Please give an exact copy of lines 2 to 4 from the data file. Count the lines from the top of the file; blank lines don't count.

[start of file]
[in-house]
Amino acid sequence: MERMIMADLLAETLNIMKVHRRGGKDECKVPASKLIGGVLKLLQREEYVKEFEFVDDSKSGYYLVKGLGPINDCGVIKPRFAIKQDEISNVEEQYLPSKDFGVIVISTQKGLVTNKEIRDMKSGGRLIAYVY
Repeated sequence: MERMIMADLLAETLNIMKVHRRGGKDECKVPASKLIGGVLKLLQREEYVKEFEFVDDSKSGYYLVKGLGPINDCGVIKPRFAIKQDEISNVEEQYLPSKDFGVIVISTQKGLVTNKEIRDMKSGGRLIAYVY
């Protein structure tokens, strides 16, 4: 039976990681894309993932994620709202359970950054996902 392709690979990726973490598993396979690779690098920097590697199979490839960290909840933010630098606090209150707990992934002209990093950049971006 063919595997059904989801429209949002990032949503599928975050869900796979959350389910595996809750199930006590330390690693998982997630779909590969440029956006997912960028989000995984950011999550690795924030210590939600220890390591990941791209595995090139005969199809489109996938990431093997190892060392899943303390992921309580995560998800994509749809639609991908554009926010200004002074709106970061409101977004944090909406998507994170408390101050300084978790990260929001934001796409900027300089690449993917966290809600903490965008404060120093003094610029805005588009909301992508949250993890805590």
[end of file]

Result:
Amino acid sequence: MERMIMADLLAETLNIMKVHRRGGKDECKVPASKLIGGVLKLLQREEYVKEFEFVDDSKSGYYLVKGLGPINDCGVIKPRFAIKQDEISNVEEQYLPSKDFGVIVISTQKGLVTNKEIRDMKSGGRLIAYVY
Repeated sequence: MERMIMADLLAETLNIMKVHRRGGKDECKVPASKLIGGVLKLLQREEYVKEFEFVDDSKSGYYLVKGLGPINDCGVIKPRFAIKQDEISNVEEQYLPSKDFGVIVISTQKGLVTNKEIRDMKSGGRLIAYVY
């Protein structure tokens, strides 16, 4: 039976990681894309993932994620709202359970950054996902 392709690979990726973490598993396979690779690098920097590697199979490839960290909840933010630098606090209150707990992934002209990093950049971006 063919595997059904989801429209949002990032949503599928975050869900796979959350389910595996809750199930006590330390690693998982997630779909590969440029956006997912960028989000995984950011999550690795924030210590939600220890390591990941791209595995090139005969199809489109996938990431093997190892060392899943303390992921309580995560998800994509749809639609991908554009926010200004002074709106970061409101977004944090909406998507994170408390101050300084978790990260929001934001796409900027300089690449993917966290809600903490965008404060120093003094610029805005588009909301992508949250993890805590």